Condensation gas boilers are considerably more efficient when they run at a lower exhaust temperature. This makes ON/OFF thermostats a bad choice, because they tend to run for shorter periods of time at maximum power output.
My boiler supports power modulation through the OpenTherm protocol and since I have already converted my old ON/OFF thermostat to what's basically a pretty interface, it seems that using power modulation to save gas is the next logical step.
An OpenTherm interface needs to be made, and a PID controller would need to be implemented in software to find a good balance between comfort (fast temperature reach + no abrupt swings) and economy (lowest possible gas combustion exhaust temperature).
Why yet another OpenTherm interface?
Great open projects like the great OTGW in which this is largely based, are meant as gateways/mitm, intercepting messages between a real thermostat and a boiler.
OTGW has a "standalone" mode which is probably useful for what I am trying to do, but the PIC code is written in assembly. It's been 20 years since I wrote a single line of that, and that alone is a good reason no to get into it. I think OTGW is great but not if you want to change anything on how it operates.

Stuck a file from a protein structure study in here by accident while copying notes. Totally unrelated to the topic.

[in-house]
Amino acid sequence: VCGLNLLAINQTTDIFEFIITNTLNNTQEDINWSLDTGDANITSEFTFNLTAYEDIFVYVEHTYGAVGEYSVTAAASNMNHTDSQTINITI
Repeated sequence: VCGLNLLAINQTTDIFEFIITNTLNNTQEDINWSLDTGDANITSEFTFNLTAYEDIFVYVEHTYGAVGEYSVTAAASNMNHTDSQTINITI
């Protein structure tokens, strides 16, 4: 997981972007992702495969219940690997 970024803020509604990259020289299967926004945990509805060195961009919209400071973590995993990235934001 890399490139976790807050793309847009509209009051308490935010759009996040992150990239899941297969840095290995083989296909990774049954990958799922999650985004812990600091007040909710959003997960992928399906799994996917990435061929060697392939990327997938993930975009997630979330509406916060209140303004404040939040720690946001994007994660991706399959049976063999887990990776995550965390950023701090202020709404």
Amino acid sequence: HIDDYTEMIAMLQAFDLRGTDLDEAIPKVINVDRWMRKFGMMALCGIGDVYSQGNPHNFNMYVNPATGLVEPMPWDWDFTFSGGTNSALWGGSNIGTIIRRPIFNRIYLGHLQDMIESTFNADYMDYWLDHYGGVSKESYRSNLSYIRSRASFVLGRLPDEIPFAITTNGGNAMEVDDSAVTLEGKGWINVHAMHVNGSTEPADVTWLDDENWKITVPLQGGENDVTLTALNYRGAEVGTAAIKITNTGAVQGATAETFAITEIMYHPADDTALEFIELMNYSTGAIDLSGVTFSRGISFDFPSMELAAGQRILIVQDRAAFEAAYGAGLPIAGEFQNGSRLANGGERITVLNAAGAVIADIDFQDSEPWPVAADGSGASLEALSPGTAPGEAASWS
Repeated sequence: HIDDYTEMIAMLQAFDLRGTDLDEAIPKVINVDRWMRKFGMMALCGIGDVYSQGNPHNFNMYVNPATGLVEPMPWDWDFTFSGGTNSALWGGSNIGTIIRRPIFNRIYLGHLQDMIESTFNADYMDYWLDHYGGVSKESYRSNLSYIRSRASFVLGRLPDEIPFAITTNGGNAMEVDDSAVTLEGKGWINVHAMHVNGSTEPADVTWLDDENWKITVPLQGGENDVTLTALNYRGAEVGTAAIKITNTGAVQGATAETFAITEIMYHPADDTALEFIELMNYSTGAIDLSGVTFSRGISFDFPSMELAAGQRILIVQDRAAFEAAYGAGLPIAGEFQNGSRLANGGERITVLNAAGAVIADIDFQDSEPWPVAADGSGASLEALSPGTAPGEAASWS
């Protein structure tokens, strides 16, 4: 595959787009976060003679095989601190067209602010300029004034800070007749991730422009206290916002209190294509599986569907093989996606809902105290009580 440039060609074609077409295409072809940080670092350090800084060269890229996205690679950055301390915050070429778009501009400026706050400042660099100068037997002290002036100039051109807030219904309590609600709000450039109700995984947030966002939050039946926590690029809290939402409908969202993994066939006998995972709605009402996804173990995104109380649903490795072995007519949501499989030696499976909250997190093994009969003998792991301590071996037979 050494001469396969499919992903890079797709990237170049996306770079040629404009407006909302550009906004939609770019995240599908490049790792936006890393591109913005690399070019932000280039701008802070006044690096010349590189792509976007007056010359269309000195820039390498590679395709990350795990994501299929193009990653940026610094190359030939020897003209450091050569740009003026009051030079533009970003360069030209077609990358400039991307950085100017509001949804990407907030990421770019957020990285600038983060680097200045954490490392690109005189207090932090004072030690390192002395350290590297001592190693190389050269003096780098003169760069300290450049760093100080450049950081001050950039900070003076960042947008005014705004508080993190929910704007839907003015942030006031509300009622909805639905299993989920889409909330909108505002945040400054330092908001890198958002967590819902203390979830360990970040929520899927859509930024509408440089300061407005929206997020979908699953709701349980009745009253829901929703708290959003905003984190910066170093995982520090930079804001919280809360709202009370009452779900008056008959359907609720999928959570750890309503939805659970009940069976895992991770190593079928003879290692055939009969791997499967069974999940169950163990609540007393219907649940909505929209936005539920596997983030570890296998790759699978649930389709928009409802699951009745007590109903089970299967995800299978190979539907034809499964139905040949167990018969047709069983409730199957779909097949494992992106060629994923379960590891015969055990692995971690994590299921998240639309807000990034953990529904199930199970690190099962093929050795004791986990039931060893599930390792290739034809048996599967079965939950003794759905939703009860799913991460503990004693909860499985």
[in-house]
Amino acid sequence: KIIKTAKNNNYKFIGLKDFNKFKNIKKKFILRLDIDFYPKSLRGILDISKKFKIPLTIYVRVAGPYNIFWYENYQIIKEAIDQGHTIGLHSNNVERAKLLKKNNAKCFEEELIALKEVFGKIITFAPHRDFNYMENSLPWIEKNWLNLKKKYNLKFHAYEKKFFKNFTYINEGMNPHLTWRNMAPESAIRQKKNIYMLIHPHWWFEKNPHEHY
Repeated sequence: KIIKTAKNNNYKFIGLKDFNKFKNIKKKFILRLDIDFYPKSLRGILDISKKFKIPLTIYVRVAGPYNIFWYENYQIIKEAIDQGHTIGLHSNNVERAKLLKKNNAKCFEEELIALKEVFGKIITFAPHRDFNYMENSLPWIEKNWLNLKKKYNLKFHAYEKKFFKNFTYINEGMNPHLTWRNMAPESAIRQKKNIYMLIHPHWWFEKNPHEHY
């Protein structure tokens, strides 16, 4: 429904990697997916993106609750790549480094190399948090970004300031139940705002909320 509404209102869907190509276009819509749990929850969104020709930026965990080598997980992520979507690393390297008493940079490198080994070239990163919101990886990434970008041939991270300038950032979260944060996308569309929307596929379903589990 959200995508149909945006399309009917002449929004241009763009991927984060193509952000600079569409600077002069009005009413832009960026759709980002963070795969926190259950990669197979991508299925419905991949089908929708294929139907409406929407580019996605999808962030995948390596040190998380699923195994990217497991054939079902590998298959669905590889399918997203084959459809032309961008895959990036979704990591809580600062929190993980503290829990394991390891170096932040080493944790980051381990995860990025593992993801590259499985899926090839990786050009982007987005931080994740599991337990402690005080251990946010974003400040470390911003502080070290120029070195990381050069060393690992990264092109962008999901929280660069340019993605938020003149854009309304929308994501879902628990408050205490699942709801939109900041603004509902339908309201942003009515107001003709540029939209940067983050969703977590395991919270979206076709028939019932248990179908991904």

This will be an OpenTherm/+ master-only device that will continuously cycle through a fixed sequence of messages, to achieve a clear seat of features/goals:
- Query and report relevant status and sensor data (pressures, output, temperatures).
- Receive from the serial, and continuously apply to the boiler:
- whether to enable the central heating or not.
- the central heating set-point.
- the maximum relative modulation the boiler should use.
- A simple fail-safe mechanism that turns the boiler off when there is no serial commands in a long while.
That's it. It will sit there looping and doing that, forever.
The complexity of controlling the set point values in a sensible way (PID, door/window opens,outside temperature compensation, etc.) will be done on a more suitable platform and not in the MCU.